An all-female team has just as many shortcomings as an all-male team because balance is key, speakers told The G Factor: Does gender have a language? event recently.
The event was hosted by FDM Group at its London Bridge offices. Sheila Flavell, chief operating officer at the service provider, said 25% of the workforce at FDM is female.
Speaking at the event India Gary-Martin, founder of Only Fingers and Toes, said she does not just have a “passion for women, but a passion for balance”.
Gary-Martin has previously worked as CIO at the likes of JP Morgan and Deutsche Bank. She made the decision to leave the corporate world four years ago to start her own cosmetics business, which she said has been one of the most humbling experiences of her life.
Discussing the challenges of starting her own business she said: “I started a cosmetic business and I can’t hire any men. We joke that our office is a very emotional place, as it’s all women but it’s not good that it’s all females.
"I would not advocate an all-female or all-male office.”
She said it is important companies focus what they need to do to “attract both and balance both".
"At the core of any good business is its people,” she said.
Read more about women in IT
- Inspirational female leaders offered their advice to women in technology at a We Are The City event recently.
- Over half of women in IT believe females do not occupy enough senior positions, O2 research finds.
- Record number of women in employment but women still underrepresented in IT, science and engineering.
'Systematic' and 'empathetic' in balance
Jane Cunningham, founder of Pretty Little Head, explained the difference between brands that are systematic (primarily male employees) and empathetic (primarily female employees) and the importance of balancing the two.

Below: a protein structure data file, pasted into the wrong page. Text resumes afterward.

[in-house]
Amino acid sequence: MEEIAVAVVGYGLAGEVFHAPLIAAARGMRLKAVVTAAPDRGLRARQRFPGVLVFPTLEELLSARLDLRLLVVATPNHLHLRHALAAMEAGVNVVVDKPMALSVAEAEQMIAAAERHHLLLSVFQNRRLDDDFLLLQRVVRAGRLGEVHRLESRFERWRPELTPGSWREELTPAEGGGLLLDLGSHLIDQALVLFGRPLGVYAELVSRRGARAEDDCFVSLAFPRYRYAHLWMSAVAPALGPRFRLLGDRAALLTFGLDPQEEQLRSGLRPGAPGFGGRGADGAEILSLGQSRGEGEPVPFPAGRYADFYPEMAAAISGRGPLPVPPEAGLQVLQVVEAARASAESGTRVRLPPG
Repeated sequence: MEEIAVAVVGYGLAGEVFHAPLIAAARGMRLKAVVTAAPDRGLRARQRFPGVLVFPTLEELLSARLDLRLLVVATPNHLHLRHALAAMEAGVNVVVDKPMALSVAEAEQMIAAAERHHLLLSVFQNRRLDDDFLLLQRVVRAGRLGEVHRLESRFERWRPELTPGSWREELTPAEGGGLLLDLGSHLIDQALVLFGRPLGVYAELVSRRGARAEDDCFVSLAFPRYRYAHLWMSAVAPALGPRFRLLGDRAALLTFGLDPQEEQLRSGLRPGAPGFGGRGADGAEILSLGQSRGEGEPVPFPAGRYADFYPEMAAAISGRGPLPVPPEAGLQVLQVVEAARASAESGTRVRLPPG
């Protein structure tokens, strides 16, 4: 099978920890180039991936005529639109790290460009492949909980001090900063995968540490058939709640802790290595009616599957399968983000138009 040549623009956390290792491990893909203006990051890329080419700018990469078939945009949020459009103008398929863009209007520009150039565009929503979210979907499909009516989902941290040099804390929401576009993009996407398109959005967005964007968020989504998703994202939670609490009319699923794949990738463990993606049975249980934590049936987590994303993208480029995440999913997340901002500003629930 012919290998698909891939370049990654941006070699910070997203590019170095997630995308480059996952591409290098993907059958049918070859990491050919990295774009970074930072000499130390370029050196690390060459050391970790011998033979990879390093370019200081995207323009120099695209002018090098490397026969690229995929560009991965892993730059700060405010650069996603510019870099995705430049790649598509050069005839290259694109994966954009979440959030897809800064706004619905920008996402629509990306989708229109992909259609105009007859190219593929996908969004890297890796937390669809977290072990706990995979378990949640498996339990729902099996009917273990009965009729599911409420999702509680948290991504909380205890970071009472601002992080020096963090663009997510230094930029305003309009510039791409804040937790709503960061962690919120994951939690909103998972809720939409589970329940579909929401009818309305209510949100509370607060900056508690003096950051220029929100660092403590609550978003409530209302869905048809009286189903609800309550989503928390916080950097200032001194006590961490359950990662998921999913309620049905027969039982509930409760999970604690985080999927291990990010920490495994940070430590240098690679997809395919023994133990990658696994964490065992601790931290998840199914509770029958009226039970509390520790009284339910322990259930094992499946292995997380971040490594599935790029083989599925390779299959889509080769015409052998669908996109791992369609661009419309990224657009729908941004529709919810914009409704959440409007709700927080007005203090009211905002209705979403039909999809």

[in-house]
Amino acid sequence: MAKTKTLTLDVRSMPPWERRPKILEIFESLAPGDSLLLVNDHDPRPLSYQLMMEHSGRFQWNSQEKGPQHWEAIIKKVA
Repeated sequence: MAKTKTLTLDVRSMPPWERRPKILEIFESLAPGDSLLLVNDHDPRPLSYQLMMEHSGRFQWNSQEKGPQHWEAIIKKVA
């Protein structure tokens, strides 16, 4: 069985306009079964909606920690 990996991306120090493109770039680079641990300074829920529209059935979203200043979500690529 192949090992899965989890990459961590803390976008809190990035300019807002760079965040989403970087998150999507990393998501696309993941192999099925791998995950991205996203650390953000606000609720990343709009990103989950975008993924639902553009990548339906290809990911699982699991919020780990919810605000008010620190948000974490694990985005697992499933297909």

“Some brands are more systematic than empathetic. It’s not just people that have mental preferences, but businesses too – and systematic people means the business will leak out in your marketing which will be a 'belief in the machine' model. These businesses will tend to be self-centered and will shout about what’s great about them, instead of what will meet your needs,” she said.
“Whereas empathetic brands focus their innovation on what can be done, not what is needed. A systematic brand will say we spend all this money and we’re going to show you, but empathetic brands only show up when there is a leap in innovation for the customers need, such as Dyson, Apple and Nintendo.”
Cunningham said in big businesses the systemisers will dominate and so the empathisers need to be nurtured: “If you don’t you will find it harder to employ the empathisers and to appeal to them.”
Adrenalin vs oxytocin
She referred to an experiment in which both men and women were analysed under stressful situations. She said: “When women get stressed in the lab they didn’t have the typical fight or flight reaction, instead they release oxytocin which is known as the ‘love’ hormone. Women go for the ‘tend and befriend’ approach, which involves reaching out to others.
“Brands that really connect with women are brands that tend and befriend.”
Gary-Martin said when she worked in a corporate environment she was a systemiser, “but there was tension for me as, underneath, I’m an empathiser".
"It doesn’t mean you have to change, but you have to understand the language and how people relate to you,” she said.
Gary-Martin explained that systematic brands tend to lack the empathy needed for some women: “I run the household, whereas the men I worked with had their wives to run their household. I couldn’t take off the next day to go to Tokyo when needed.
“That was fine, because the business has to move and things need to get done, but empathy was lacking there.”
Her advice for women was: “Be clear on who you are, what you do and make sure you deliver."